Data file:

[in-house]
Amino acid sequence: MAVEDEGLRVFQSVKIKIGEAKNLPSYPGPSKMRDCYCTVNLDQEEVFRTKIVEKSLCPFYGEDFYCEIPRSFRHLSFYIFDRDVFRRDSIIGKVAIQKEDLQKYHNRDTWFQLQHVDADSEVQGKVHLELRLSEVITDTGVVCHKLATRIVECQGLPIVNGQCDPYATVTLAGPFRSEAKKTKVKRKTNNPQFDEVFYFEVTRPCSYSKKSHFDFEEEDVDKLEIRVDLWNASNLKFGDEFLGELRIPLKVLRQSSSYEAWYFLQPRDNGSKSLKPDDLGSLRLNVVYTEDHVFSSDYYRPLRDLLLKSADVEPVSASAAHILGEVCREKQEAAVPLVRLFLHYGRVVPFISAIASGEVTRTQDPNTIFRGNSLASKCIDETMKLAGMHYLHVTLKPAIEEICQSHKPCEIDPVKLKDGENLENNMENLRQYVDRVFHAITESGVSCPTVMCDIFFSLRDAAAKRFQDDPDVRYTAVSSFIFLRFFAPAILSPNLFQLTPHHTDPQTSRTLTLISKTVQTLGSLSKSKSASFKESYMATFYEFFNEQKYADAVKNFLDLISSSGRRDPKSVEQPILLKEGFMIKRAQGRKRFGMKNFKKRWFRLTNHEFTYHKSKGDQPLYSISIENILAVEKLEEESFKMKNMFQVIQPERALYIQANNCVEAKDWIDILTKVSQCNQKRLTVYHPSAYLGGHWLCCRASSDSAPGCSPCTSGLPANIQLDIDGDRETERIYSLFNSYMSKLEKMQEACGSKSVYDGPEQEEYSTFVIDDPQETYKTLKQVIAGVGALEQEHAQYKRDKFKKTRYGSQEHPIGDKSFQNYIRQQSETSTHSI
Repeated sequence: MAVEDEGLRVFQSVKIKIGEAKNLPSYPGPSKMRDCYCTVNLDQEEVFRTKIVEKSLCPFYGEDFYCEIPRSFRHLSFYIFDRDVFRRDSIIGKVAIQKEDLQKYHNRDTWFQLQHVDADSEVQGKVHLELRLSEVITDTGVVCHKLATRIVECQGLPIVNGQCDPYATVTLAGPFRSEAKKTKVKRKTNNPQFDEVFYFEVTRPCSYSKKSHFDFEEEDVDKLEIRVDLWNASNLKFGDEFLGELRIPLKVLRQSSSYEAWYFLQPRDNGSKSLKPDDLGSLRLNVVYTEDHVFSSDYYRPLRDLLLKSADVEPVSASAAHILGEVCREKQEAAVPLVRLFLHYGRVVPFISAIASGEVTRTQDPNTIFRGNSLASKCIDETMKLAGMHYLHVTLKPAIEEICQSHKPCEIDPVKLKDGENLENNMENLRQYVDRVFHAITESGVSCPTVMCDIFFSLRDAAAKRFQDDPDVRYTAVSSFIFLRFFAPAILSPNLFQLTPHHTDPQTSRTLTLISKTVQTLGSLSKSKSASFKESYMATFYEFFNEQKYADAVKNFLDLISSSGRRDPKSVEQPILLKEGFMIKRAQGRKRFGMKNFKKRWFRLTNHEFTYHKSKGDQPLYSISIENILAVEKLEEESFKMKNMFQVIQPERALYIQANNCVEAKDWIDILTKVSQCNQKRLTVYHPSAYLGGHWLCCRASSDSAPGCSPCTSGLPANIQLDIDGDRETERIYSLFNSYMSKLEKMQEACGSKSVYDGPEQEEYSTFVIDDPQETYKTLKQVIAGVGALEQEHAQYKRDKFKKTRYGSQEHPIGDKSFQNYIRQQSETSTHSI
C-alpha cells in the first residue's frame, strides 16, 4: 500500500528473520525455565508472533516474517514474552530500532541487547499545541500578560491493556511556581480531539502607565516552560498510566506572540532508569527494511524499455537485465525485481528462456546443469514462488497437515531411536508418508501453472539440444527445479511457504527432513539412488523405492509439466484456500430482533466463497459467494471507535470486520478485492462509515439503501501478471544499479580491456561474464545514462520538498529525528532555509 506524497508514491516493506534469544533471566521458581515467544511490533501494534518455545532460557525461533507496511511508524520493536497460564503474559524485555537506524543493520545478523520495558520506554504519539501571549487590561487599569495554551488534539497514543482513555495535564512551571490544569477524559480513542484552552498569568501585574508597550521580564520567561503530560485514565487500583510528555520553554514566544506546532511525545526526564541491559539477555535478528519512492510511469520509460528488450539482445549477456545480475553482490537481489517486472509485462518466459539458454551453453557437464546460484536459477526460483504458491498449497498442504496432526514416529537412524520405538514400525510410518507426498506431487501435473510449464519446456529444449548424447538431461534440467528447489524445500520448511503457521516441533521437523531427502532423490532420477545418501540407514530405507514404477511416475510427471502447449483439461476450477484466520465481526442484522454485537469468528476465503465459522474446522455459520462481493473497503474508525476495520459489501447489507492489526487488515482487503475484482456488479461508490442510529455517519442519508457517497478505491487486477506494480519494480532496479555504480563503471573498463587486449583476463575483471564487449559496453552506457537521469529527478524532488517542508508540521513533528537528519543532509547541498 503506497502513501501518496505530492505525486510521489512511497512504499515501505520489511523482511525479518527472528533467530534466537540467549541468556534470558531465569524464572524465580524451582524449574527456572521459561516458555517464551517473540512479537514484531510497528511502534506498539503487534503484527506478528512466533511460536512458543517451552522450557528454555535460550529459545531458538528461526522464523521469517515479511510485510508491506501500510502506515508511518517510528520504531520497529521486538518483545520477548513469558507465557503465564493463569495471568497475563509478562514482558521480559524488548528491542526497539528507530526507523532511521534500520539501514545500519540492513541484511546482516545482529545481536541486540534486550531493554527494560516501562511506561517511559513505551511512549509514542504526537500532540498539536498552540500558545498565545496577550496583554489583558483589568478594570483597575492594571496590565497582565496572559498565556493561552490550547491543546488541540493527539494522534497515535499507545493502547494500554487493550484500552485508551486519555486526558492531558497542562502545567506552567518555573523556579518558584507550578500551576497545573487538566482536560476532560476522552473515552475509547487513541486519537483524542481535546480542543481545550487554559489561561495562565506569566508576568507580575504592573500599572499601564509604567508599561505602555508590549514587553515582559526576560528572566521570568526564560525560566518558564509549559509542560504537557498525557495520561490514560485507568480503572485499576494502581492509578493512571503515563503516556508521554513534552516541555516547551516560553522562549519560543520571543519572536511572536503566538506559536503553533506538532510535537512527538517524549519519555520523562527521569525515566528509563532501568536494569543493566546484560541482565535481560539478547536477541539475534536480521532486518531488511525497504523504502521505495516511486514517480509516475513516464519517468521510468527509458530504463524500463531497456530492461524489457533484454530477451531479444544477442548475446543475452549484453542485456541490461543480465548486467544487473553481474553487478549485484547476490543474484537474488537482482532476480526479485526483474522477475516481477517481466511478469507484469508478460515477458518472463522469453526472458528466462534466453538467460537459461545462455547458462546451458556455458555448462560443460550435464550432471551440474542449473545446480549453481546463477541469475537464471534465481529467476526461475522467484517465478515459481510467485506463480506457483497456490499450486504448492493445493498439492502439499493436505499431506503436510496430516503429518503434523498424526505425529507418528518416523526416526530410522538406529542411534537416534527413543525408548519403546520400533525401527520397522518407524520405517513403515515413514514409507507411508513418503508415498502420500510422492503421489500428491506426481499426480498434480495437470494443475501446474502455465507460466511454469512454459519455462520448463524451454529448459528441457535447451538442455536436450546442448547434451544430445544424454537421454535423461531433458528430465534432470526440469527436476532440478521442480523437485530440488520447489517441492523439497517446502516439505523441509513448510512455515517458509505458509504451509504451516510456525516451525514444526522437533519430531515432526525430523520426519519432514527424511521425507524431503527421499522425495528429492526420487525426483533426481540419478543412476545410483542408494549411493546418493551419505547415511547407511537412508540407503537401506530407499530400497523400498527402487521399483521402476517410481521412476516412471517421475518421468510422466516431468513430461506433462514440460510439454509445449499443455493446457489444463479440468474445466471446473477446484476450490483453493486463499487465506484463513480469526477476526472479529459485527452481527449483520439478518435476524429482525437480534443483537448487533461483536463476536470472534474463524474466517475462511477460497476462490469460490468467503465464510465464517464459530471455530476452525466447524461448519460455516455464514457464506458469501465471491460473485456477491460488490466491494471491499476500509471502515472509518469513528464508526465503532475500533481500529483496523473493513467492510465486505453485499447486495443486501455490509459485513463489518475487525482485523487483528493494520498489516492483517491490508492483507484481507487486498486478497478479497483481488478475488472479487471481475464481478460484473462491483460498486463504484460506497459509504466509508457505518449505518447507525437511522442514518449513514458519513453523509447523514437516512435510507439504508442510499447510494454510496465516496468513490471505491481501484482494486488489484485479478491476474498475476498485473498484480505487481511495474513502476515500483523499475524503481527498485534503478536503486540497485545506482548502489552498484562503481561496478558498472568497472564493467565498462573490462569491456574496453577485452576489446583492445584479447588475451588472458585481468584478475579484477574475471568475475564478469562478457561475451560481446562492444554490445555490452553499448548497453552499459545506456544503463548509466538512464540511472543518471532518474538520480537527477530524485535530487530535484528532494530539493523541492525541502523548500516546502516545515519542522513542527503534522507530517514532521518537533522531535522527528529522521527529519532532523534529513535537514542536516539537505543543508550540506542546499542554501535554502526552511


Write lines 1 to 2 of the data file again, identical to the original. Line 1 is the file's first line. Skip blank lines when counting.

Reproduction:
[in-house]
Amino acid sequence: MAVEDEGLRVFQSVKIKIGEAKNLPSYPGPSKMRDCYCTVNLDQEEVFRTKIVEKSLCPFYGEDFYCEIPRSFRHLSFYIFDRDVFRRDSIIGKVAIQKEDLQKYHNRDTWFQLQHVDADSEVQGKVHLELRLSEVITDTGVVCHKLATRIVECQGLPIVNGQCDPYATVTLAGPFRSEAKKTKVKRKTNNPQFDEVFYFEVTRPCSYSKKSHFDFEEEDVDKLEIRVDLWNASNLKFGDEFLGELRIPLKVLRQSSSYEAWYFLQPRDNGSKSLKPDDLGSLRLNVVYTEDHVFSSDYYRPLRDLLLKSADVEPVSASAAHILGEVCREKQEAAVPLVRLFLHYGRVVPFISAIASGEVTRTQDPNTIFRGNSLASKCIDETMKLAGMHYLHVTLKPAIEEICQSHKPCEIDPVKLKDGENLENNMENLRQYVDRVFHAITESGVSCPTVMCDIFFSLRDAAAKRFQDDPDVRYTAVSSFIFLRFFAPAILSPNLFQLTPHHTDPQTSRTLTLISKTVQTLGSLSKSKSASFKESYMATFYEFFNEQKYADAVKNFLDLISSSGRRDPKSVEQPILLKEGFMIKRAQGRKRFGMKNFKKRWFRLTNHEFTYHKSKGDQPLYSISIENILAVEKLEEESFKMKNMFQVIQPERALYIQANNCVEAKDWIDILTKVSQCNQKRLTVYHPSAYLGGHWLCCRASSDSAPGCSPCTSGLPANIQLDIDGDRETERIYSLFNSYMSKLEKMQEACGSKSVYDGPEQEEYSTFVIDDPQETYKTLKQVIAGVGALEQEHAQYKRDKFKKTRYGSQEHPIGDKSFQNYIRQQSETSTHSI